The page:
NEW YORK -- Steffi Graf stood up to everything Monica Seles could throw at her yesterday in one of the most anticipated women's finals in the history of the U.S. Open, but in the end, she could no longer suppress her tortured emotions.
On a day when she claimed "the biggest victory I've ever achieved in my career," a 7-6 (8-6), 0-6, 6-3 triumph over Seles, a victory she said "nothing else comes close to," she ran crying from her post-match interview.
Winning her fourth U.S. Open title marked the end of a two-week trial that included physical problems and emotional stress over the tax troubles Graf and her family are facing in Germany.
Her father, Peter, is in a German jail while government officials investigate suspected tax fraud, and she is not allowed to talk to him. She has not been able to see him or speak to him for more than a month.
"I think my prospects of seeing him are very slight," Graf said, when asked.
And then, she was asked if there would be any chance to talk to him about this joyous, emotional victory.
"I don't think so," she said very softly. "Doesn't seem like it."
And then she looked out at the hundreds of eyes and television cameras staring at her and crumbled.
Her face turned pale and her eyes filled with tears. She lifted her right hand to her face and began to cry, and then she got up from the podium chair and ran.
It was the saddest of endings to a brilliant day for Graf and women's tennis.
It had been a day when the co-No. 1-ranked women's players met in the Open final. And it had been a match that everyone associated with the sport had dreamed up.
There on Stadium Court was Seles, returned to the top of the game 2 1/2 years after being stabbed in the back in Hamburg, Germany, by an overzealous Graf fan, proving she is nearly back to where she was when she won eight of the nine Grand Slam finals she had played before being injured.
And there was Graf, the woman who was overcoming foot and back pain and her personal distractions, plus carrying the weight of the women's tour's credibility on her racket, whether she knew it or not.
If Seles were to win the first major she entered after a 27-month layoff, what, many wondered, would that say about the strength of the women's tour and about the validity of the titles won by Graf, Arantxa Sanchez Vicario and Mary Pierce in her absence?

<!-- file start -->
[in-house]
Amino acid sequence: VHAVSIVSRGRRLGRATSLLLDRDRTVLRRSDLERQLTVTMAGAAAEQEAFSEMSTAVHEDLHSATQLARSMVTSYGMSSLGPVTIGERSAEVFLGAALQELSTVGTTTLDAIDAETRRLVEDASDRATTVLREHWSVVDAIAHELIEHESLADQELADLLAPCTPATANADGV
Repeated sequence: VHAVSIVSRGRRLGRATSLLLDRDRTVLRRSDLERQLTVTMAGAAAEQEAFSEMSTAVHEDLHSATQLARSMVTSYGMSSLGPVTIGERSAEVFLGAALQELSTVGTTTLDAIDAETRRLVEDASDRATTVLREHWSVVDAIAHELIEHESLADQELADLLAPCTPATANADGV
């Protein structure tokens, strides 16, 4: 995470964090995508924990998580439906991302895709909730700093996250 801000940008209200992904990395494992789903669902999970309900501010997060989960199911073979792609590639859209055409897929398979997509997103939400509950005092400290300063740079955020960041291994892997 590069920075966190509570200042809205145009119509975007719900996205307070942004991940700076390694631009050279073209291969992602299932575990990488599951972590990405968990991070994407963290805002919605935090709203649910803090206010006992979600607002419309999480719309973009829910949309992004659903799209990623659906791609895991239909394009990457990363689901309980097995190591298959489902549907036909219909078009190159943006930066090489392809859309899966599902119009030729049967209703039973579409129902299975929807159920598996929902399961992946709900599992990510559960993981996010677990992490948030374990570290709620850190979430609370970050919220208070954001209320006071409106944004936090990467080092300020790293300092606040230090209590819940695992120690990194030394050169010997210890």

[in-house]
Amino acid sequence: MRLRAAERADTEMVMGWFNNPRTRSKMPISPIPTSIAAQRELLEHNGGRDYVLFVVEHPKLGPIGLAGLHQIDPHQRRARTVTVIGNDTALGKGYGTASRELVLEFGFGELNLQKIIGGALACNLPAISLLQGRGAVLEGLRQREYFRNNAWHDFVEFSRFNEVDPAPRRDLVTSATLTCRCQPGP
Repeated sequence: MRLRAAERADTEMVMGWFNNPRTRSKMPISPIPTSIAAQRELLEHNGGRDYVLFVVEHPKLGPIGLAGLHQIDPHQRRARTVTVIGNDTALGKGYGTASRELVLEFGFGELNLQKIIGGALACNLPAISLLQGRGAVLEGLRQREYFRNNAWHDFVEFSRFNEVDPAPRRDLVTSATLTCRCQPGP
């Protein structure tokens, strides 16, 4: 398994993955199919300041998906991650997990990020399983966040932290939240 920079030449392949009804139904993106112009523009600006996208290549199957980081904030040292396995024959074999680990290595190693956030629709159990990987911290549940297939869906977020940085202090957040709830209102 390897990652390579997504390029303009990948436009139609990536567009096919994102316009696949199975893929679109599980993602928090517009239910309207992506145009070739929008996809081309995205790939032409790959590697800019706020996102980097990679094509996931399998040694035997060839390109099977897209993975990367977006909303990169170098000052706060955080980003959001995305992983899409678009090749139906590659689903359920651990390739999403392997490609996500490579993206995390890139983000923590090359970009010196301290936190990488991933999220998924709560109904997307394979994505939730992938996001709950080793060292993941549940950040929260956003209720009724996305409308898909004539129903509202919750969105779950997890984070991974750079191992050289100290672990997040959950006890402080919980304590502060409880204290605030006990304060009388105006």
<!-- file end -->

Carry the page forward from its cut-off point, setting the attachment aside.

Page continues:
"Certainly for a few reasons, Steffi's win sits a little better," said tour veteran Pam Shriver. "At the same time, I don't think anyone wished for Monica to lose. It's just that for Steffi, with her dad and all the personal things . . . I think, given what she accomplished here, the respect and esteem in which Steffi is held has gone to another level."
The respect with which Seles is viewed also has risen here. She, too, said she came with no expectations and blasted her way to this Open final.
And yesterday, despite being in less-than-perfect physical condition, she matched Graf point for point and step for step until getting slightly tired in the third, giving up one break to fall behind 3-1, giving Graf a lead that would hold up.
The unforced errors finally took their toll on Seles, who committed 42 to Graf's 32.
All along, Graf said she doubted her fortitude. She thought she lacked the strength to get to the final, let alone beat Seles once she got there. And even while she was playing, even after winning the first-set tiebreaker, she didn't believe she was going to win.
She was nervous. She felt her serve going away. A couple of sea gulls flew onto the top of the scoreboard above the stadium, and even they distracted her.
"I don't know how I won all the matches," she said. "I don't know if it was my will or something else in me."
When she had clinched the victory, hugged her mother, brother and coach and exchanged warm words with Seles, she jumped up and down with joy in the middle of the court when she was introduced as the champion.
It is Graf's 18th Grand Slam title, and she has won each of the majors at least four times. This year alone, she has won the French Open, Wimbledon and now the Open.
"It has been a dream," Graf said. "I mean, today, it is unreal right now. It seems unreal. Everybody has been so great and I came back into the locker room and they drenched me with beer. First I was thinking they were going to give me a beer, and then everybody just poured beer all over me. It has been incredible."